In Dungeons & Dragons the dungeon master gets to break the rules, but only so much. The amount of breakage varies from group to group. Some DMs stick to the rules as written, only overriding them when they defy the logic of the game world. Other DMs never track hit points and just declare monsters defeated when it suits the drama of a battle.
Despite a DM’s dominion over the rules, D&D includes some rules DMs must never break—at least if they want their players to stick with the game. Oddly, these rules never appeared in print, so successful DMs learned them by observation and insight. D&D co-creator Gary Gygax made these lessons difficult for many early DMs to learn. He set an example that seemed to encourage dungeon masters to beat players. As soon as players gained an edge, Gary created something to foil them. He and his players enjoyed the battle of wits brought by this style of play. Still, Gary just aimed to challenge players and he mostly stuck to these rules that he never wrote down.
Meanwhile, struggling DMs never deduced the unwritten rules, and often unknowingly broke them to defeat the players and to “win” D&D. Eventually, these DMs either lost all their players or they learned.
What are the dungeon master’s laws of fair play?
1. Never confront characters with threats they cannot either defeat or avoid.
The avoid part of this rule is important.
In D&D’s early days, players controlled the game’s difficulty by choosing how deep to delve into the dungeon. Certainly Gary introduced tricks aimed at luring characters deeper than they intended, but he saw such traps as avoidable tests of mapping skill. The early rules made fleeing easier and clever players knew when to run. See The Story of the Impossible Luck that Leads D&D Parties to Keep Facing Threats They Can Beat.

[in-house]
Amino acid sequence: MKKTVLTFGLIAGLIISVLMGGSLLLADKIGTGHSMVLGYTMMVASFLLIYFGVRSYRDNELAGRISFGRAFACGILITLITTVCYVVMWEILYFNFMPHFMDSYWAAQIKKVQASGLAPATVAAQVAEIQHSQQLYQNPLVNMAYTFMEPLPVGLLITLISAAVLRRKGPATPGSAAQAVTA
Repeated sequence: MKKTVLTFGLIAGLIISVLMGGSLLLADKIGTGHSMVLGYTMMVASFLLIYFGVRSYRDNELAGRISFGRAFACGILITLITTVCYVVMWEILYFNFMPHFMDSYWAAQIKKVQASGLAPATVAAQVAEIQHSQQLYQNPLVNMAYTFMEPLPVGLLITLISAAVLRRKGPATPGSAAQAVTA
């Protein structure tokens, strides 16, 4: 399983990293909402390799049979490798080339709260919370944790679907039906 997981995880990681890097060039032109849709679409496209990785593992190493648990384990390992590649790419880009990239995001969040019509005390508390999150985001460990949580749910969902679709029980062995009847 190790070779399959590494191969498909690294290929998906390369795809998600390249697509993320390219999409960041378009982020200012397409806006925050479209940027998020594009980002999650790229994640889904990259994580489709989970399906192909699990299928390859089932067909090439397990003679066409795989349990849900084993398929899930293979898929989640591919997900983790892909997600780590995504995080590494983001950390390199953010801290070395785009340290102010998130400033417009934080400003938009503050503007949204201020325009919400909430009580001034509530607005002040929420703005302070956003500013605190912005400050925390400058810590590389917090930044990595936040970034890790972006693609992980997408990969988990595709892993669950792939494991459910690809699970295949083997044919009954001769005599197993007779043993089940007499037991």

In today’s game, DMs more often contrive threats that the party can beat. DMs can still throw deadly, even lethal challenges, but not without giving players a warning or a way to avoid the peril. See How to Scare D&D Players—Even When They Play Mighty Heroes.
An outrageous violation of this rule appears as a living hill monster described in Booty and the Beasts, the 1979 collection of monsters and treasures co-authored by legendary D&D artist Erol Otus. Living hills look like normal, grassy hills. “They feed upon unwary travelers who camp upon their seemingly benign summits.” Campers only have a 1 in 6 chance of noticing a lost—and digested—party member. Blogger Mr. Lizard writes, “This is a perfect example of the classic ‘gotcha!’ monster. Basically, unless you actually go out of your way to check to see if you’re on a living hill, your character is dead.”
2. Assume players have taken reasonable actions.
Imagine this rule worded in a more amusing way: DMs should always assume the characters are wearing pants, even if no players said that they put them on. Obviously, this guideline exempts the anthropomorphic ducks in RuneQuest.
In the more adversarial days of D&D, some DMs insisted that players announce their intent to draw a weapon before attacking. If the battle started without weapons drawn, characters wasted a turn pulling out blades. Frustrated players took to readying weapons at every sign of danger, as if just entering a monster-infested underground death trap fell short of a sign.